Photo Toni Otero
Translated from the spanish original issue
A temple signifies a piece of the sky, known to be sacred. Imagine the edge of the sky outlined by primitive rocks, making a circular threshold. For us, the yoga mat is an equally sacred piece of the ground.
I remember passing through Paharganj in the middle of the craziness of New Delhi. As you can imagine, there were motorcars, temples, cows, civilians, police, soldiers, school children, panhandlers, tourists, cyclists, and even elephants. And off in the distance, past the bazars, hotels and stalls, was an escape to tranquility, in the temple of the Ramakrishna Foundation.
There are occasions when our life is like Paharganji; a tremendous ruckus filled with confusions of life’s daily struggles. Sometimes we are like peaceful warriors, looking for a sanctuary where we can activate the principals of our practice: concentration, attention, patience, fairness, moderation, contentment.
The constant hustle and bustle leaves us anxiously awaiting the sound of the gong, the bell, the sat namm, the om namo shivaya. We need the sound to pierce the threshold of the sacred ground where we lie. We need it to salvage our internal fight, to recompose ourselves, and heal our wounds.
For me it was in the Amithabha Center, on those wall-to-wall green carpets, those old sky-blue yoga mats, with the excellent teacher Concepcion Ruiz (to honor my first teacher); this was when I met Yoga for the first time. And years later, when I traveled to the Amazon or the Himalayas, or wherever I wanted to go, a yoga mat or a doubled-over blanket used as a meditation cushion, almost immediately took me back to a magical home. Not any old home, but my true home, my own center, a place to feel like myself and find my true pristine equilibrium.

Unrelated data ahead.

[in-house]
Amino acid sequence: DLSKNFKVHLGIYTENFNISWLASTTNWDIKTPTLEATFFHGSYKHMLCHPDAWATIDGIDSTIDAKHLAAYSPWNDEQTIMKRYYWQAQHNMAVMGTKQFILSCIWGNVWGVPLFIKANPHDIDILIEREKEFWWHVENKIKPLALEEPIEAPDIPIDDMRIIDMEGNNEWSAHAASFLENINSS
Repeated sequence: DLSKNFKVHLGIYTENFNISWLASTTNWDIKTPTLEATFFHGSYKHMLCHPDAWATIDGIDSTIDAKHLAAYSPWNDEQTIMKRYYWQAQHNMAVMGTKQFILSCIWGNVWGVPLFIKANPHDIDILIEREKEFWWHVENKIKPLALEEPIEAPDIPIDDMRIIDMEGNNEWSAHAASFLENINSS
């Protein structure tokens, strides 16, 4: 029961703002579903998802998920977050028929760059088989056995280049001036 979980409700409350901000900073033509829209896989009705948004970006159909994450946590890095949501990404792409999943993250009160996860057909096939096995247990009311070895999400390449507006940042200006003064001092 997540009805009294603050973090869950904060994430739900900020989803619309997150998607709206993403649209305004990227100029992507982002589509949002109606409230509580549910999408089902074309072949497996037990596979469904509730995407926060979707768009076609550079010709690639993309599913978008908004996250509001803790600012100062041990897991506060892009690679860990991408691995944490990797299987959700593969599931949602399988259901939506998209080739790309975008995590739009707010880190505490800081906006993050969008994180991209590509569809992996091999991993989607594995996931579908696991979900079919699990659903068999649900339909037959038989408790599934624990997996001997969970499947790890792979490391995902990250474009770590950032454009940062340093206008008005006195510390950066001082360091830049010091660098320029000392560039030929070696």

Since then, wherever I unroll it, my yoga mat has always been my temple, my confidence, and my oracle. It is a holy place to obtain sacred advice, to clear my mind of dilemmas, to tune into my intuition and the light that guides me.
In the end, those who visit their temple with frequency understand the walls and doors of a neighborhood are translucent. Strength gained from our temple and our practice begins overflowing through the walls built around an area, and spreading all over the globe. Our practice extends equally towards the humble and the hostile, as they are both capable of housing the tutelary gods. Just like altars that can be set up either in forests, deserts, peaks or battle fields.
After cleansing our bodies and souls during the practice of yoga, we are relaxed. We chant the mantra ‘Om’ and return to our homes with a relaxed and positive energy. At first yoga is simply a clean coat of paint on our bodies, but after years of practice it turns into an unforgettable tattoo.
Our feet leave the mat but continue being firm and steady. Our lungs that chanted Om continue breathing deeply. The muscles and bones that do not tremble during difficult balancing postures maintain steady during overloaded and busy days. Our mind remembers that we should not give into emotional fits of anger.
Thanks, honor and gratitude to all of the Rishis and teachers that grow and pass on from generation to generation the blessed practice of Yoga.
Joaquín García Weil is a licensed Philosopher, yoga professor, and director of the studio YogaSala Málaga, Spain. He is a student of Swami Rudradev, Yoga Study Center in Rishikesh, India. He also studied with Dr. Vagish Sastri from Benares, India, in addition to others.